Here’s how a few index cards can strengthen your team

Posted by on Aug 25, 2017

In case you’re wondering, the answer is no. You don’t need to be an expert facilitator or a miracle worker to bring out the strengths and tighten the bonds of your work group.

But you do need to try new things – and that’s what this quick group activity is all about.

It works great with any team numbering up to about 15 people. It uncovers everyone’s strengths in a constructive and co-creative way. Best of all, the benefits are powerful and long-lasting.

In terms of materials, all you need are small envelopes, index cards, and a pen or marker for each person.

Before the group meets, put one blank card in each envelope. When the group is together, give each person a quantity of envelopes/cards matching the total number of people in the team. (If the team numbers 10 people, give each person 10 envelopes, each containing a single index card.)

Now give these simple instructions to everyone:

Write your name on the outside of each envelope in your stack. Leave the index card inside and untouched. (If there are 10 people in the group, you’ll write your name on all 10 of the envelopes.)

Keep one of the envelopes (with your own name on it) for yourself, then circulate all the other envelopes to everyone in the room – so that each person gets one envelope from everyone else. (Back to our example group of 10 people: Each person would end up with a new stack of 10 envelopes, each addressed with the name of a different team member, including one envelope with their own name.)

Now for the heart of the activity: Take one of the envelopes, noticing the name that’s written on it. Think positively about this co-worker. Reflect on some of your positive interactions with them – and some of the positive things you’ve seen in their interactions with others. Look for words that capture their positive qualities. Then take the index card, write down what you view as their greatest one or two strengths, put the index card back in the envelope, and seal it.

Take a second envelope from your stack, with the name of another person written on it, and repeat the activity. Do this for all the envelopes/people, so that you’re thinking positive and documenting the strengths of everyone in the group.

Take enough time for this, and avoid talking. The room should stay quiet while everyone reflects and writes.

The work group manager or team leader should participate as an equal, following all the steps in this activity in the same way as everyone else.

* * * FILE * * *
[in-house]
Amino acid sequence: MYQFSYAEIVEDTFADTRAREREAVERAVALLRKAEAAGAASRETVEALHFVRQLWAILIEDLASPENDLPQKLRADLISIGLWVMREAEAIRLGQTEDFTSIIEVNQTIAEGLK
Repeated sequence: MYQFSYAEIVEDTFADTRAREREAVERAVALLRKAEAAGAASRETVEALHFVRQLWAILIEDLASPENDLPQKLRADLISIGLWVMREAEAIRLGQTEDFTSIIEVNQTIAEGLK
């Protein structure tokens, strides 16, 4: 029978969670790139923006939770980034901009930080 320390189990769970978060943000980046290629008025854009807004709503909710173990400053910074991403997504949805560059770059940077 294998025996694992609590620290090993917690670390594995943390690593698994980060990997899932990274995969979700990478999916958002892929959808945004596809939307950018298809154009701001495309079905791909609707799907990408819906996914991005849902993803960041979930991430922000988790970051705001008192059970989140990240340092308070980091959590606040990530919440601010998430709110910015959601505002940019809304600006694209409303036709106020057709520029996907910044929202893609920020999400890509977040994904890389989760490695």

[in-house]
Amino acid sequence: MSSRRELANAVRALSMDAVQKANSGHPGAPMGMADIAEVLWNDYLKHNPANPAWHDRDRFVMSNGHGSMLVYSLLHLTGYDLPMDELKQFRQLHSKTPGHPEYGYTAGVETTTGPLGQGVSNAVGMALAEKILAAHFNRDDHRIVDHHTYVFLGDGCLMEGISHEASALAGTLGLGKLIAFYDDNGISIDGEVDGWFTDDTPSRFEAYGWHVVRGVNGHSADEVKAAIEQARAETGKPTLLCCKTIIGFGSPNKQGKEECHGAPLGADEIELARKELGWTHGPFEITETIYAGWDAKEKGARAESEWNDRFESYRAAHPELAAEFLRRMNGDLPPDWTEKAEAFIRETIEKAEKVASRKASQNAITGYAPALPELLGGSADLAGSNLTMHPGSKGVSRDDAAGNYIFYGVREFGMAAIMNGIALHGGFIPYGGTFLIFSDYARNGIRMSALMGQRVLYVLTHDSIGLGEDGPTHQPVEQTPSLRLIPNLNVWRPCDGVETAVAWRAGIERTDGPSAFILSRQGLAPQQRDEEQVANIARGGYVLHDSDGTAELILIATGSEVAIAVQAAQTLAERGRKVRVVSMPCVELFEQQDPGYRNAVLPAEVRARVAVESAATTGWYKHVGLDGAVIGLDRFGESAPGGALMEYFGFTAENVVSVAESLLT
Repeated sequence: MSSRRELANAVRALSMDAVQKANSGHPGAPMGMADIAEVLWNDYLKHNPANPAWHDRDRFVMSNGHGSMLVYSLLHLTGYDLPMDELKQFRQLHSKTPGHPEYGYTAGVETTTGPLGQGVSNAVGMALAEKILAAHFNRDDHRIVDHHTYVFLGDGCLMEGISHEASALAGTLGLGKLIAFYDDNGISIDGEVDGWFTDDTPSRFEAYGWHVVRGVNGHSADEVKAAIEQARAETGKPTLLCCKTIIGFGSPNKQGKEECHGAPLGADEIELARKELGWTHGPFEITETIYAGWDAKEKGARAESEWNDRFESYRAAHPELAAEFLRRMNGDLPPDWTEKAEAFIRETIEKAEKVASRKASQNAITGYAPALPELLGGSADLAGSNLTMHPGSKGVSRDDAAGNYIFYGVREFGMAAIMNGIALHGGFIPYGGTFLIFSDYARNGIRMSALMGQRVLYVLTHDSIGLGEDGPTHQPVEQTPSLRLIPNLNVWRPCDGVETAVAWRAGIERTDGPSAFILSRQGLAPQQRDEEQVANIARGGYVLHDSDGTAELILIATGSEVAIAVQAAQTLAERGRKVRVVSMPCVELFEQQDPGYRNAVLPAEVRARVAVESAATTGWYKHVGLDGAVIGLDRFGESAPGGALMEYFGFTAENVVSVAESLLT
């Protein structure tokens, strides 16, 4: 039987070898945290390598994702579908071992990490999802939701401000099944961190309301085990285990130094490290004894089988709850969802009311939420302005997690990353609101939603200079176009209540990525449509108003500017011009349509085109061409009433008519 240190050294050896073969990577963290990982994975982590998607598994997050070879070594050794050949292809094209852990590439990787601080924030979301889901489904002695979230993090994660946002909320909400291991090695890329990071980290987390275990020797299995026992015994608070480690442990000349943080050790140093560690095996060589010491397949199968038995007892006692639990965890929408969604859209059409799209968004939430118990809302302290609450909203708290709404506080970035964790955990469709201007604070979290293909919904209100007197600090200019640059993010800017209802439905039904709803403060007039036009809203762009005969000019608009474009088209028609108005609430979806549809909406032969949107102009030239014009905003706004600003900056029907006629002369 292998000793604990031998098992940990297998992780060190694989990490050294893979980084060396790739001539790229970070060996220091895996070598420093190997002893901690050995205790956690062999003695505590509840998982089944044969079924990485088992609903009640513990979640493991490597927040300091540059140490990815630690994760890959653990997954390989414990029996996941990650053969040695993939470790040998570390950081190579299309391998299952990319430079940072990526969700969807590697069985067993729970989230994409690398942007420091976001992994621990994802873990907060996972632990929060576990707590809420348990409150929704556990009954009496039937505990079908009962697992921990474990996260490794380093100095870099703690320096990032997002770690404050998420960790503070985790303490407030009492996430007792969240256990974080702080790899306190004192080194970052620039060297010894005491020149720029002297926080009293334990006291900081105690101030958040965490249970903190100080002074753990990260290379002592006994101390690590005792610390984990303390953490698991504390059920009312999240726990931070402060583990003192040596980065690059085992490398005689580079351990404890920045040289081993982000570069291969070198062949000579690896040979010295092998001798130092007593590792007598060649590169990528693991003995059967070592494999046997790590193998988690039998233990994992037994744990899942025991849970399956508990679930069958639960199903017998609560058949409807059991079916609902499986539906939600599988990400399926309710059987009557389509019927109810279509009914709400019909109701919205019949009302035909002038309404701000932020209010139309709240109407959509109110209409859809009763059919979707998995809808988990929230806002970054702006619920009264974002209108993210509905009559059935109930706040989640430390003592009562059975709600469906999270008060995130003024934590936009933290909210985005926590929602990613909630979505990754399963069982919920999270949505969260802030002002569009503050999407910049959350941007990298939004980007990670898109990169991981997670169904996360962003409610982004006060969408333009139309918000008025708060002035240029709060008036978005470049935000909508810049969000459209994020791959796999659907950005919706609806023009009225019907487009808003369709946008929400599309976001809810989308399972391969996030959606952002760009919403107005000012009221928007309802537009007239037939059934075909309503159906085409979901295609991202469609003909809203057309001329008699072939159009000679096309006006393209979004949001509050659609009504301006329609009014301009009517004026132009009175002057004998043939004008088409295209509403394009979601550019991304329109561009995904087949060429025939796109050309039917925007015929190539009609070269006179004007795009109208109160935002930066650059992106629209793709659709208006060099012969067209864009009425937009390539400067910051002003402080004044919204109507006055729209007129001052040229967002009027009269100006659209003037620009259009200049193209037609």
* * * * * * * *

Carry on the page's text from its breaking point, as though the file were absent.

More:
Recommended: Write more than two or three words on a card. Try to expand out, perhaps even writing the strength(s) in the form of a note to the person. Aim to be conversational. One way is to cite a strength and then write an example of when you saw that strength in action. (Example: “Your empathy always shines through. When that complaining customer came in last week, you really listened, you showed understanding and concern, and you totally put them at ease. What a tremendous strength!”) Whatever you write, be sure to focus on strengths, and keep it entirely positive.

People can sign their messages if they want, so that the reader knows who wrote what. This is optional, but recommended. Even without a first-name signature, anonymity is hardly guaranteed, because people can recognize handwriting.

As you go from envelope to envelope in your stack, remember to seal each one with the card inside.

When you get to the envelope with your own name on it, turn the positive light on yourself. Write down one or two of your own great strengths. Then seal the card in the envelope like you’ve done with all the others.

Different people will need a different amount of time to complete this exercise for all their envelopes. Give them the time they need, even if some of the early finishers have to stay in a quiet holding pattern for a while. (The total required time will vary, depending on the number of people. Figure five minutes per person.)

After everyone is done writing, have them pass around all the sealed envelopes so that each person gets all the envelopes with his or her name on them. Each person should end up with one envelope from every other person in the group (along with the envelope containing the card they wrote about themselves).

Now for the big takeaway! As the session concludes, everyone takes their stack of envelopes with them. During the coming days and weeks unfold, they can open them whenever they want. Some people will open one envelope a day, some will opt for one a week, and some will be more random. You might even have someone who opens them all at once. It doesn’t really matter. The bottom line is, whenever a person needs to get a recharge by hearing about one of their strengths, they can open an envelope and read all about it. Bonus: They can keep the cards with those positive words, as a constant reminder of their great strengths.

When the cards are signed, there’s often a circling back in which the recipient thanks the co-worker for their kind words. This is the kind of positive engagement we need more of in most workplaces!

To brighten up this activity: Use brightly colored envelopes with matching index cards. An attention-getting color will signal that this is a different kind of exercise, and it will ensure that the envelopes and index cards stand out from the usual workplace paper.

This whole experience will cost about $15 for the envelopes and cards.

The return on investment? Incalculable.


By Tom TerezContact